Light Fairytale Episode 1 - Screenshot

Episode 1 offers a couple minigames: a stealth game and an arcade biker game called Night Rider. The stealth game becomes available during the game’s story. Players move between objects to avoid being spotted by guards. Points are gained based on speed and timing. Gather enough points and you can win prizes such as equipment or healing items. Achieving the top score takes time and patience.

Night Rider is a Tron-like game with a top-down, aerial-view. The bike automatically moves, but it’s up to the player to navigate the bike on the path. Going off the path lowers your speed. Stay on the road to grab stars to keep the timer going. The longer you stay, the higher your score becomes. Gaining the high score in Night Rider is relatively easy as long as you don’t go offroad more than a handful of times.

Both games are enjoyable at first, but the replay value dips down quickly. Earning the high scores doesn’t take a long time to achieve either. Regardless, hopefully more minigames like these become available in future episodes.

Back to the Classics

Light Fairytale Episode 1 - Screenshot

The location, style, and gameplay are a blend of two classic JRPGs: Wild Arms and Final Fantasy VII. The first episode of Light Fairytale starts in a dying underground world ruled by an evil empire. The grungy and dark location resembles downtown Midgar from Final Fantasy VII, another world with that same feeling. There are different floors of living here, the higher the number, the better your living condition.

Turn-based gameplay drives this indie JRPG’s battle mechanics. Instead of loading bars per party character, the game uses a list of icons to determine whose turn it is. The icons are hard to follow, though. They are quite small, making it difficult to see the design that represents individuals on the battlefield. Instead, players will more likely ignore this and assume the order based on the first round of battle.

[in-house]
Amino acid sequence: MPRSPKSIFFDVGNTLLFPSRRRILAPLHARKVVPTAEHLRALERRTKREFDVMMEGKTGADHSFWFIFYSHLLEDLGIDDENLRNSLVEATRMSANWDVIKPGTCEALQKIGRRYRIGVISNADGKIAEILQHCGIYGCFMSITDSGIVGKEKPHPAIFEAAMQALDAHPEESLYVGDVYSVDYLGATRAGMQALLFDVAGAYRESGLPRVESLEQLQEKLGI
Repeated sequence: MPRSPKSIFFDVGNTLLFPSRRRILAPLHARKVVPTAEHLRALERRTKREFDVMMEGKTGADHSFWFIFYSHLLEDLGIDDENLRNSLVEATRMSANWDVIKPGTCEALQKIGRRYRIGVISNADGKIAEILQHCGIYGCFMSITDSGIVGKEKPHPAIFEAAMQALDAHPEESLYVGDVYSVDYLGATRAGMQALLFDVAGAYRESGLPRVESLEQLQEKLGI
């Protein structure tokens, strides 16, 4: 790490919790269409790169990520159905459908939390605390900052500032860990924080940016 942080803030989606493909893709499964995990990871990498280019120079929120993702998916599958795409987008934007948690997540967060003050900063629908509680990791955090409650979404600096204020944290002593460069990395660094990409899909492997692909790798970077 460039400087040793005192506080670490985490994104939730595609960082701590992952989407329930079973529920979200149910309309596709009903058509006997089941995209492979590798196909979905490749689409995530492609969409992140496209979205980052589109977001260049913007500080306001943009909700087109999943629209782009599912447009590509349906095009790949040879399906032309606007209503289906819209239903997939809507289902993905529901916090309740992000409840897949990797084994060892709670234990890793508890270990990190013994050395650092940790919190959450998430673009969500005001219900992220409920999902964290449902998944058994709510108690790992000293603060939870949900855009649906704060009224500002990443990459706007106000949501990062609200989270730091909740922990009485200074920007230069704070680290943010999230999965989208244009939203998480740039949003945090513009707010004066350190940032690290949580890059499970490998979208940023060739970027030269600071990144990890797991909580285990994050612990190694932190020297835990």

Random battles are limited in this game. Specific areas are given a percentage of the amount of battles that can occur, which can be viewed through the game’s handy goggles by a simple press of a controller button. Once that percentage is complete, a star icon replaces it. No more random battles from then on in that area. That said, you are not given the option to flee in any battle.

At first, it sounds great as those who’ve played older JRPGs were saturated with random battles. But the game limits what level you can be, level 4 for this episode, as well as the amount of currency you can have. If you use up too many healing items, you may screw yourself for the last battle of the game. Also, you can only hold a certain amount of items in your inventory: five per item in your team’s inventory.

Light Fairytale Episode 1 - Screenshot

The character designs are based on chibis, a short but cute representation of the real version. The 1996 RPG, Wild Arms, closely resembles that same style that Light Fairytale utilizes. The renders are fairly detailed but look too smoothed out.

Unlike Wild Arms and many other turn-based JRPGs from the ‘90s and earlier, you don’t go through a battle transition to a new, wider open battlefield. Instead, the battle takes place immediately on the field map. That’s typical to see as loading times are much faster today compared to the ‘90s. However, it takes away that nostalgic feel by not having those battle transitions.

The game’s soundtrack, though short, feels like it was picked up from the ‘90s. The boss battle feels energetic and has a similar vibe to Final Fantasy VII’s “Still More Fighting” track. The game also includes a vocal track that fits its anime-style animation. There’s a solid mixture between upbeat and relaxing tracks that fit the scenes and areas where they play.

Music Samples from the Light Fairytale JRPG series

The First Last Battle

Light Fairytale Episode 1 is fun, but it feels more like a tease. This JRPG inspired title has what it takes to become a great game, but it needs more content to prove it. Those who enjoyed classic JRPGs from the ‘90s will want to visit this world. Turn your blade on and prepare for a quick battle.

A PlayStation 4 code was provided for this review and gameplay footage. Light Fairytale Episode 1 available for the Nintendo Switch, PlayStation 4, Xbox One, and PC.

Light Fairytale Episode 1 - Gameplay Footage

About Seth Hay - Editor-in-chief / Webmaster

When Seth is not designing or developing, he spends time with his family and his occasional dose of anime, sports and video games.